Cost estimate doubles as MSA launches late bus program

The program aims to increase student safety by providing an alternative to walking late at night.

Jens Krogstad

The Minnesota Student Association’s late-night bus traveled through the Minneapolis campus and surrounding neighborhoods for the first time last weekend.

MSA officials said their goal is to increase safety by giving students an alternative to walking late at night or driving when drunk drivers are more likely to be on the roads.

A two-week pilot program running from last Wednesday to Nov. 1 is now expected to cost $15,000, up from an original $6,500 estimate, said Tom Zearley, MSA housing and facilities chairman. The extra $8,500 came from MSA reserve funds.

Zearley said MSA’s willingness to more than double the cost reflects the importance the organization places on the program.

“We kind of look at this as the most visible project MSA has done in a long time,” Zearley said. “And it’s been a project in the works for two years.”

Because the program is new, many students were not yet aware of it over the weekend.

Saturday night, history senior Ryan Martell and his girlfriend were at the West Bank bus stop after a night on the town when the late-night bus rolled up.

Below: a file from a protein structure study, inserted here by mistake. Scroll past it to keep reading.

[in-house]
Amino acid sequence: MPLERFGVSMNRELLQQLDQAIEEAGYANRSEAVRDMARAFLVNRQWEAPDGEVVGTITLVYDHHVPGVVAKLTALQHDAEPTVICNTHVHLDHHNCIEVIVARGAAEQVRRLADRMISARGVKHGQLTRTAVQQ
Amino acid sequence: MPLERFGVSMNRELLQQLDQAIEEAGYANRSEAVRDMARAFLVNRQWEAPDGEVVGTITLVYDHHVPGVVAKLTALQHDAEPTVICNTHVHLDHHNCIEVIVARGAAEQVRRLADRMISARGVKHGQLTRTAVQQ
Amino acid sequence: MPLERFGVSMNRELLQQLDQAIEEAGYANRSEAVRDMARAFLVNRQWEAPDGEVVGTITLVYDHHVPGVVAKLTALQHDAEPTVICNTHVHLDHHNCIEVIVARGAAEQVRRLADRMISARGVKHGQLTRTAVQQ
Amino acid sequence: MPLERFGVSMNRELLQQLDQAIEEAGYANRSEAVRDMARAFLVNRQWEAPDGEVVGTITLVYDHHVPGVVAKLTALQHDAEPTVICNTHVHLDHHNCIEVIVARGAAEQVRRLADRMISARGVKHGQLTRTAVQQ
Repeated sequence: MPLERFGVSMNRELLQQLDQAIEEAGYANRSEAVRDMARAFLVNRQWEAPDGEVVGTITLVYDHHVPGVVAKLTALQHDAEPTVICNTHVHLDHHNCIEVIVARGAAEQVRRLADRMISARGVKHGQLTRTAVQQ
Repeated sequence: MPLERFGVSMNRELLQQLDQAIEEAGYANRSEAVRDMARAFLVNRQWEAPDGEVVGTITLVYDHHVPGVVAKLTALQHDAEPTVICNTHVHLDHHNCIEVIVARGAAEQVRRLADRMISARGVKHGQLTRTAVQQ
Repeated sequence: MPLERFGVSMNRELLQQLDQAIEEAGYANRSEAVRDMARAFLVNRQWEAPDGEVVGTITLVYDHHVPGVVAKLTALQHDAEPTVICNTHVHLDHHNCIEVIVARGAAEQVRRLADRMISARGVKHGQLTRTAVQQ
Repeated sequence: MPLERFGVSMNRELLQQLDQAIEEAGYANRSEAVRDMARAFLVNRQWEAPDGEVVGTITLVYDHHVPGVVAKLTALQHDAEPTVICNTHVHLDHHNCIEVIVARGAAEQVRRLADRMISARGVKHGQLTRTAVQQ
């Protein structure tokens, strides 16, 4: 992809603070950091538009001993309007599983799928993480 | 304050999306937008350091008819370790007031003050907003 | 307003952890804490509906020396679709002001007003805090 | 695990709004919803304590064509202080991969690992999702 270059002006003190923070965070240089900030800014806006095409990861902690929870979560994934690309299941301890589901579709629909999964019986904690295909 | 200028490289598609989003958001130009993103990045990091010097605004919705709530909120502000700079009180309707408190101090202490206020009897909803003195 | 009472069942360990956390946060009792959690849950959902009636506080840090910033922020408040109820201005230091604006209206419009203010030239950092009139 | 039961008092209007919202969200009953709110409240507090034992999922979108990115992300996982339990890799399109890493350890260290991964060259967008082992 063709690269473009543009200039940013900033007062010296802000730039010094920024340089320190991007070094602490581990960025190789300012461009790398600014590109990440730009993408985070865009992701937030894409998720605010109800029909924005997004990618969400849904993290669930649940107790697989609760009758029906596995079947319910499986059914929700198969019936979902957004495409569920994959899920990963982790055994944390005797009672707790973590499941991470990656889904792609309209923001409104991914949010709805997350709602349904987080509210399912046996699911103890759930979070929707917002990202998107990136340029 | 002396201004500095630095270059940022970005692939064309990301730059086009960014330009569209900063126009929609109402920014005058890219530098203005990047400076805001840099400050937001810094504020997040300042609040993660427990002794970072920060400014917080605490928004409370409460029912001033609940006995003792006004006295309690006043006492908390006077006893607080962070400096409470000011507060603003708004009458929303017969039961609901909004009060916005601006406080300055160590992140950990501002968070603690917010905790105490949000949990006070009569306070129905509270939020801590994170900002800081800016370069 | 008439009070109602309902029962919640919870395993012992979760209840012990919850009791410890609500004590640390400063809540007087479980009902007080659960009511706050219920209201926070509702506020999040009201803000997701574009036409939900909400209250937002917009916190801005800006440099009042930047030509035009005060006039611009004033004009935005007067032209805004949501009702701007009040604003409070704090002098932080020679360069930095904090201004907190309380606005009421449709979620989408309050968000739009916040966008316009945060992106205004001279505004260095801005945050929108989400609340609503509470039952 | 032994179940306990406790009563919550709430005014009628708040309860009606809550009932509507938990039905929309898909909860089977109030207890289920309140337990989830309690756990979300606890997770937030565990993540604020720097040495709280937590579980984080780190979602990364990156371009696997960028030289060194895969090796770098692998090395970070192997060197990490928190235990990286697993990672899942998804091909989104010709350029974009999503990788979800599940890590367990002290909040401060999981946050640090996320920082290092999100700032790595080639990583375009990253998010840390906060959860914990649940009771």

Martell, trying to get to the corner of Huron Boulevard and Washington Avenue, asked where the bus was going and hopped on.

With a hip-hop radio station thumping in the background, Martell said he did not know what the bus was, only that it was taking him where he needed to go.

“No, this is the bus to go that way,” he said, pointing across the bridge down Washington Avenue.

MSA Forum member Tony Zammit and Kyle Potter hopped on with five of their friends late Saturday night, on their way to the new student-run Dinky Dogs in the Dinkydome.

When one of their friends questioned if they were taking the fastest route, Zammit said the bus’s purpose is safety.

“It’s not faster than walking. It’s safer than walking,” he said.

Two 19-passenger buses stop every 15 minutes at bus stops marked by posters.

An MSA representative riding one of the buses Saturday night estimated approximately 60 people rode it that night.

A student security monitor rides the bus from 10 p.m. to 2 a.m. Thursday through Saturday.

MSA originally hoped to start the program in early September, but it was delayed when the University Parking and Transportation Services and the administration raised concerns.

One sticking point for Parking and Transportation Services was that the bus, originally set to run every 30 minutes, did not add to existing city bus routes.

Zearley said the real work will begin once the pilot program is complete.

“Obviously, a big obstacle we’ll have to overcome is getting the money,” he said. “But there is student demand.”